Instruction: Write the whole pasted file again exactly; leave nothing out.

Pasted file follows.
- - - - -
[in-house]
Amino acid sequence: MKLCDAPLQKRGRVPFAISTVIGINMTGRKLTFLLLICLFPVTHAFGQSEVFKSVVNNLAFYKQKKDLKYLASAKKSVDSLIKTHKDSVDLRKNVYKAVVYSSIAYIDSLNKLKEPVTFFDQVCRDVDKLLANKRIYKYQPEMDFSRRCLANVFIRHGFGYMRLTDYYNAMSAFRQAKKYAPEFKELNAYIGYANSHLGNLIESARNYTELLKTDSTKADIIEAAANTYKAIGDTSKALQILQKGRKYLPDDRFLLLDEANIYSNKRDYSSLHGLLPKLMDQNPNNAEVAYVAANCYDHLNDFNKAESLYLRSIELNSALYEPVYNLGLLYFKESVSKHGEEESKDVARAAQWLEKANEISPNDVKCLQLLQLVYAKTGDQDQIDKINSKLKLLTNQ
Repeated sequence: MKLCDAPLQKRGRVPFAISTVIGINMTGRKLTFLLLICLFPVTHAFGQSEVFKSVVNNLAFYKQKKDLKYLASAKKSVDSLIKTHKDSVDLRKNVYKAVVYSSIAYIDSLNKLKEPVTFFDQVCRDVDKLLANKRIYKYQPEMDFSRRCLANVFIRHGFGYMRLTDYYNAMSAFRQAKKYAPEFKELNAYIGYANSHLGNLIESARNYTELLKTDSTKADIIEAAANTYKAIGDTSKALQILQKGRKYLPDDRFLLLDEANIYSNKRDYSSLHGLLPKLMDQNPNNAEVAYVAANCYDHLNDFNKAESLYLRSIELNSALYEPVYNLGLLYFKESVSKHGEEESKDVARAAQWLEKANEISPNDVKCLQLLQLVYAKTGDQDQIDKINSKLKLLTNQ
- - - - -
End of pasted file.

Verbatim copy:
[in-house]
Amino acid sequence: MKLCDAPLQKRGRVPFAISTVIGINMTGRKLTFLLLICLFPVTHAFGQSEVFKSVVNNLAFYKQKKDLKYLASAKKSVDSLIKTHKDSVDLRKNVYKAVVYSSIAYIDSLNKLKEPVTFFDQVCRDVDKLLANKRIYKYQPEMDFSRRCLANVFIRHGFGYMRLTDYYNAMSAFRQAKKYAPEFKELNAYIGYANSHLGNLIESARNYTELLKTDSTKADIIEAAANTYKAIGDTSKALQILQKGRKYLPDDRFLLLDEANIYSNKRDYSSLHGLLPKLMDQNPNNAEVAYVAANCYDHLNDFNKAESLYLRSIELNSALYEPVYNLGLLYFKESVSKHGEEESKDVARAAQWLEKANEISPNDVKCLQLLQLVYAKTGDQDQIDKINSKLKLLTNQ
Repeated sequence: MKLCDAPLQKRGRVPFAISTVIGINMTGRKLTFLLLICLFPVTHAFGQSEVFKSVVNNLAFYKQKKDLKYLASAKKSVDSLIKTHKDSVDLRKNVYKAVVYSSIAYIDSLNKLKEPVTFFDQVCRDVDKLLANKRIYKYQPEMDFSRRCLANVFIRHGFGYMRLTDYYNAMSAFRQAKKYAPEFKELNAYIGYANSHLGNLIESARNYTELLKTDSTKADIIEAAANTYKAIGDTSKALQILQKGRKYLPDDRFLLLDEANIYSNKRDYSSLHGLLPKLMDQNPNNAEVAYVAANCYDHLNDFNKAESLYLRSIELNSALYEPVYNLGLLYFKESVSKHGEEESKDVARAAQWLEKANEISPNDVKCLQLLQLVYAKTGDQDQIDKINSKLKLLTNQ